Certain embodiments include an electrical contact for use in a land grid array (LGA) socket. The contact includes a support body defining a support body plane. The support body is configured to be held in a hole in an LGA socket and has opposed side edges. The contact also includes a contact beam having a base portion projecting from one of the side edges. The base portion extends along a base axis and has an upper end joined at a deflectable bend with an outer portion of the contact beam. The outer portion is configured to have surface mounted thereon an adjoining contact, and the outer portion projects from the bend at a first angle with respect to the base axis and at a second angle with respect to the support body plane.

BRIEF DESCRIPTION OF THE DRAWINGS

FIG. 1 illustrates an isometric view of an electrical socket system using contacts formed in accordance with an embodiment of the present invention.

FIG. 2 illustrates an isometric view of a frame holding contacts formed in accordance with and embodiment of the present invention.

FIG. 3 illustrates a front view of a contact formed according to an embodiment of the present invention.

FIG. 4 illustrates a bottom view of a contact formed according to an embodiment of the present invention.

FIG. 5 illustrates a side view of the contact of FIG. 4.

FIG. 6 illustrates an isometric view of a contact formed according to an embodiment of the present invention.

FIG. 7 illustrates a sectional view of a housing showing contacts inside of holes.

FIG. 8 illustrates a sectional view of a housing and frame formed in accordance with an embodiment of the present invention.

FIG. 9 illustrates a sectional view of a housing and frame formed in accordance with an embodiment of the present invention.

The foregoing summary, as well as the following detailed description of the preferred embodiments of the present invention, will be better understood when read in conjunction with the appended drawings. For the purpose of illustrating the invention, there is shown in the drawings, embodiments which are presently preferred. It should be understood, however, that the present invention is not limited to the precise arrangements and instrumentality shown in the attached drawings.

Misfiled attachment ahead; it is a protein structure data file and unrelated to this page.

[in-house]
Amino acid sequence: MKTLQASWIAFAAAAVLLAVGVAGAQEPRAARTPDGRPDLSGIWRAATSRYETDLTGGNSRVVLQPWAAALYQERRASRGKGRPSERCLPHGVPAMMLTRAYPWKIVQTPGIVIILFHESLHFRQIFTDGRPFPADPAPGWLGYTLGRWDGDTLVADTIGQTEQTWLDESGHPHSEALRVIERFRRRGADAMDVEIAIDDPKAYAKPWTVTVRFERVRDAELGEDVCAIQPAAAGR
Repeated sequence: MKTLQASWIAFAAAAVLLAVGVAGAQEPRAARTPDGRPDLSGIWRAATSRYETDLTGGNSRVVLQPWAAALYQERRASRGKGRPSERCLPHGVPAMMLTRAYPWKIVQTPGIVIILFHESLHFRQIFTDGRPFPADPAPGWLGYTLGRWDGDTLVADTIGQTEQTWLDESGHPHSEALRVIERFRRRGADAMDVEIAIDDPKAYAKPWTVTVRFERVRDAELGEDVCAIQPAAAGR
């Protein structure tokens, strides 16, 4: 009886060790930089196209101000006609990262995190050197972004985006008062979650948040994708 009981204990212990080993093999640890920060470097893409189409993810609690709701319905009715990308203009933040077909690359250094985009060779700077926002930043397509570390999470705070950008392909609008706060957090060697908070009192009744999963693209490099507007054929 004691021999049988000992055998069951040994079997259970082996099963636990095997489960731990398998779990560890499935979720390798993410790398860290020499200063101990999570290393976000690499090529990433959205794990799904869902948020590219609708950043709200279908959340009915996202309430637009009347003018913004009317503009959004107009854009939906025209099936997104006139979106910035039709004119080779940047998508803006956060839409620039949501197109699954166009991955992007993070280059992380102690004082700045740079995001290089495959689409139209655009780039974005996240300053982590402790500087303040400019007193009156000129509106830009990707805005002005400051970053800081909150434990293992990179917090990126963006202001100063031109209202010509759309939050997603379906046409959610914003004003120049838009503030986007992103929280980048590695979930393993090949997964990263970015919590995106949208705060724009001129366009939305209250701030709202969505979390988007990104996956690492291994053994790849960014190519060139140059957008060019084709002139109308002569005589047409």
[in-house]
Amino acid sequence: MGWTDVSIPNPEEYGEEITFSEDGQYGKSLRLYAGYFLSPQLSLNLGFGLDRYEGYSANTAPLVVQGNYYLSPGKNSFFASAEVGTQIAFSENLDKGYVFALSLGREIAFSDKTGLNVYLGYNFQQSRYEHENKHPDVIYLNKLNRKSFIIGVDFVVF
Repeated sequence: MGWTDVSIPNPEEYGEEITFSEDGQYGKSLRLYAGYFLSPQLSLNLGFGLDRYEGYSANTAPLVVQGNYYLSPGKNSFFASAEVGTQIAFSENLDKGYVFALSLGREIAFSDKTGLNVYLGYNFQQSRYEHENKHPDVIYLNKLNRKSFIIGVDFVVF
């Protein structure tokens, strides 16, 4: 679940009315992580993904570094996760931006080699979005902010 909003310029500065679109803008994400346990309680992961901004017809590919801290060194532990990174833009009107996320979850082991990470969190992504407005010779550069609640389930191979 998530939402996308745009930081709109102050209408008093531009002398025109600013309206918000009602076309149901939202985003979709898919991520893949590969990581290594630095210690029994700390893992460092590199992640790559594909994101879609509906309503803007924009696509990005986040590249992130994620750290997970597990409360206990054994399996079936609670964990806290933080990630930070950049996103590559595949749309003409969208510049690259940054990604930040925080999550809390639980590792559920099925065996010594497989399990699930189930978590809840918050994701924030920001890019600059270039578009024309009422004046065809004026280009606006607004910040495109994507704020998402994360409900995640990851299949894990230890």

DETAILED DESCRIPTION OF THE INVENTION

FIG. 3 illustrates a front view of a contact 90 formed in accordance with an embodiment of the present invention. The contact 90 is metal and has a generally rectangular support body 94 with parallel first and second sides 114 and 116 and parallel top and bottom ends 118 and 122. A curved foot 110 is formed with, and extends from, the bottom end 122 to join a cylindrical solder ball pad 98 with the support body 94 and the solder ball pad 98 oriented perpendicular to each other. The solder ball pad 98 is configured to receive a spherical solder ball 154. In operation, the solder ball 154 is used for mounting the housing 16 (FIGS. 2 and 7) to the circuit board 12 (FIG. 1) and to allow electrical communication between the contact 90 and the circuit board 12. The solder ball 154, for example, may be selected to accommodate either SnPb or Pb free processing. After solder reflow, the solder ball 154 is more oval in shape than shown in FIG. 3. The solder ball pad 98 is flexible to accommodate differences in contraction and expansion between the contact 90 and the circuit board 12.

The rectangular support body 94 has two gaps 102 notched in the first side 114. A curved arm 104 extends laterally from the support body 94 between the gaps 102 and joins a base portion 106. The arm 104 connects the support body 94 and the base portion 106 such that the support body 94 and the base portion 106 are oriented to each other at an angle slightly greater than ninety degrees. By way of example only, the base portion 106 may form a 91-98 degree angle with the support body 94. The base portion 106 extends slightly beyond the top end 118 of the support body 94. A contact beam 112 is formed with, and extends from, the base portion 106 at a bend 200 at a generally forty-five degree angle to the top end 118 of the support body 94 along a horizontal axis 170. In operation, the contact beam 112 extends out of the hole 86 (FIGS. 2 and 7) and is deflected by the processor 18 (FIG. 1).

The support body 94 also has retention bumps 158 formed opposite each other on the first and second sides 114 and 116 and extending outward away from each other. In operation, when the contact 90 is inserted into a hole 86 (FIGS. 2 and 7), the retention bumps 158 resistibly engage walls of the hole 86 to retain the contact 90 within the hole 86. The retention bumps 158 are evenly spaced apart along the first and second sides 114 and 116 and opposite each other on the first and second sides 114 and 116 to evenly distribute the stress imparted on the contact 90 by the walls of the hole 86 and by contact with the circuit board 12 (FIG. 1) and processor 18 (FIG. 1). Thus, the retention bumps 158 prevent the support body 94 from bowing.